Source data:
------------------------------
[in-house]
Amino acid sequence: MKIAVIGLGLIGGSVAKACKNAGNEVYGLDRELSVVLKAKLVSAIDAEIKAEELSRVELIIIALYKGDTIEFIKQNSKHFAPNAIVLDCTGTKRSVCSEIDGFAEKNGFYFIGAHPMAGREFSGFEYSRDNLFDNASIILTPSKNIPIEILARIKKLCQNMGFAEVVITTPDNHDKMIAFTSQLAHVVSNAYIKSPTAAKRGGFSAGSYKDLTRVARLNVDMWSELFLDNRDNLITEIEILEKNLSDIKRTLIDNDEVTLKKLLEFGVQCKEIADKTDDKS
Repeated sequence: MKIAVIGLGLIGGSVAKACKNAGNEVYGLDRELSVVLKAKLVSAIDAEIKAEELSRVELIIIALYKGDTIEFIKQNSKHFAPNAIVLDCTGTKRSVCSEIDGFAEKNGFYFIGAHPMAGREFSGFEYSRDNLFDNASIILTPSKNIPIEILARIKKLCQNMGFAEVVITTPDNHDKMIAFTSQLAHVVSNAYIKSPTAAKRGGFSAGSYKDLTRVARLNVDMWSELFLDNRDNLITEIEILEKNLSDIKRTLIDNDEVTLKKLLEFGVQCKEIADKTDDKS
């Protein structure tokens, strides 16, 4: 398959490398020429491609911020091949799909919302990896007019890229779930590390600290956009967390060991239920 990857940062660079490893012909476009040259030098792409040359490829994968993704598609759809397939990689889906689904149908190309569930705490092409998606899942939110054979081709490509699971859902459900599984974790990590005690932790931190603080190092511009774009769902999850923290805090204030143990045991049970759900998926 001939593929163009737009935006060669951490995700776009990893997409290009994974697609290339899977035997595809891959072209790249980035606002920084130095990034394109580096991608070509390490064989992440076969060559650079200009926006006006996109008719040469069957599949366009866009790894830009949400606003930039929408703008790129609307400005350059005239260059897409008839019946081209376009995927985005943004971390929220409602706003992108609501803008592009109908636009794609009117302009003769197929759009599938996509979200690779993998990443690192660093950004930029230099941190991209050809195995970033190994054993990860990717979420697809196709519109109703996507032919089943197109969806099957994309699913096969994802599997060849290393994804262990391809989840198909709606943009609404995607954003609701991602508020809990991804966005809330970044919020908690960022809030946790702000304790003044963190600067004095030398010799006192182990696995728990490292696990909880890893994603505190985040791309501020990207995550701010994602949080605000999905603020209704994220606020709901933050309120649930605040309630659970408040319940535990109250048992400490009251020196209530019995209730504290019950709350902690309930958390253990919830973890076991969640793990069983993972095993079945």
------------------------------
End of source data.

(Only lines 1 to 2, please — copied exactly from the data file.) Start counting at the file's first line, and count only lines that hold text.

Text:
[in-house]
Amino acid sequence: MKIAVIGLGLIGGSVAKACKNAGNEVYGLDRELSVVLKAKLVSAIDAEIKAEELSRVELIIIALYKGDTIEFIKQNSKHFAPNAIVLDCTGTKRSVCSEIDGFAEKNGFYFIGAHPMAGREFSGFEYSRDNLFDNASIILTPSKNIPIEILARIKKLCQNMGFAEVVITTPDNHDKMIAFTSQLAHVVSNAYIKSPTAAKRGGFSAGSYKDLTRVARLNVDMWSELFLDNRDNLITEIEILEKNLSDIKRTLIDNDEVTLKKLLEFGVQCKEIADKTDDKS